To get the average team score and the team’s ID, group the output by the column team_id. Finally, sort data from the highest average team score to the lowest.
SELECT p.team_id, AVG(s.member_score) AS team_score FROM google_competition_participants p INNER JOIN google_competition_scores s ON p.member_id = s.member_id GROUP BY p.team_id ORDER BY team_score DESC;
Again, there are only five rows out of much more appearing in the output.
Finding User Purchases
“Write a query that'll identify returning active users. A returning active user is a user that has made a second purchase within 7 days of any other of their purchases. Output a list of user_ids of these returning active users.”
Link to the question: https://platform.stratascratch.com/coding/10322-finding-user-purchases
There’s only one table for solving this problem. It’s named amazon_transactions.
Here are the first few rows from the table.
You might wonder what this question is doing in the JOINs section having only one table. There’s a reason: you can join a table with itself. It’s called self-joining, and that’s exactly what you’ll have to do to answer the question.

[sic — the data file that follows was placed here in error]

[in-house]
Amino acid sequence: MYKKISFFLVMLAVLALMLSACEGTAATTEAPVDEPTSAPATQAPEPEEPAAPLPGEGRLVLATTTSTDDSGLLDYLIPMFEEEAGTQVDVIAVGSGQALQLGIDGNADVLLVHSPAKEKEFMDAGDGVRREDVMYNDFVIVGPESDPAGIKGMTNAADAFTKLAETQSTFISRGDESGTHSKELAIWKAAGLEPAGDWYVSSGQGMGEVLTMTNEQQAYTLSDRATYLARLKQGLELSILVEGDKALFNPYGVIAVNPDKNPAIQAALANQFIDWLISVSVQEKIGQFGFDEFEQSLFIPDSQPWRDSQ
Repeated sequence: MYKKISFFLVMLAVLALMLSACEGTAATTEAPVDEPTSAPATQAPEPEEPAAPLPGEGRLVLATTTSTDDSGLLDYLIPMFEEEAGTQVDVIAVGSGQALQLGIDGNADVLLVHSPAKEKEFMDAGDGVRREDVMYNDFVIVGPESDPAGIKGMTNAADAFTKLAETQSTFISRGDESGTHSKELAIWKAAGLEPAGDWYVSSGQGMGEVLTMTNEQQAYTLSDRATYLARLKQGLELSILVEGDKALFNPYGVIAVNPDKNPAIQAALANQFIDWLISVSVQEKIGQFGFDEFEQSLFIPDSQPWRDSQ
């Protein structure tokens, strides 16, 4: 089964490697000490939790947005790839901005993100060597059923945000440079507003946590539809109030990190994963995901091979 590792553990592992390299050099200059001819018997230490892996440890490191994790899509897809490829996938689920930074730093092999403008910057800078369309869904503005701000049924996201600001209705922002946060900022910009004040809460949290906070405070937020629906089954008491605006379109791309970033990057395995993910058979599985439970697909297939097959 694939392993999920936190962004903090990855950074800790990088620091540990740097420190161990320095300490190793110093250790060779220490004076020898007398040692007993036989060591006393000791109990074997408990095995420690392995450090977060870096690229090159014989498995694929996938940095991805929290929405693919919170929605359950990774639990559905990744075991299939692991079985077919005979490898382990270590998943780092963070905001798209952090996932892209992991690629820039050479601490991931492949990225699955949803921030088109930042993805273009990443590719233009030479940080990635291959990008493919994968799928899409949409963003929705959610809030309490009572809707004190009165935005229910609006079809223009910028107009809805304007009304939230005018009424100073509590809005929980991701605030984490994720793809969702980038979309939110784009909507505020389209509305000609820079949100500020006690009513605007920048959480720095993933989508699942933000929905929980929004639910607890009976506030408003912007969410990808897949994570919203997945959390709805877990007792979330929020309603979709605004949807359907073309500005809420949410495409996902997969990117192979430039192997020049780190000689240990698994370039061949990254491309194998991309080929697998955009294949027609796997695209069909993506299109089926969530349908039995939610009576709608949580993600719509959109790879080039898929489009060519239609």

The self-join is not a distinct type of JOIN; any JOIN type can be used to join the table with itself. You can see in the below solution how this is done. Name the table in the FROM clause and give it an alias. After the JOIN statement, write the table’s name again. This time, give it another alias. That way, you’ll be able to treat one table as two tables. The tables are joined on the column user_id. To make sure there was a second purchase by the same user, also join tables where the columns id are not equal. The second purchase needs to be made within seven days, so the tables have also to be joined where the difference between the purchase creation dates is between zero and seven.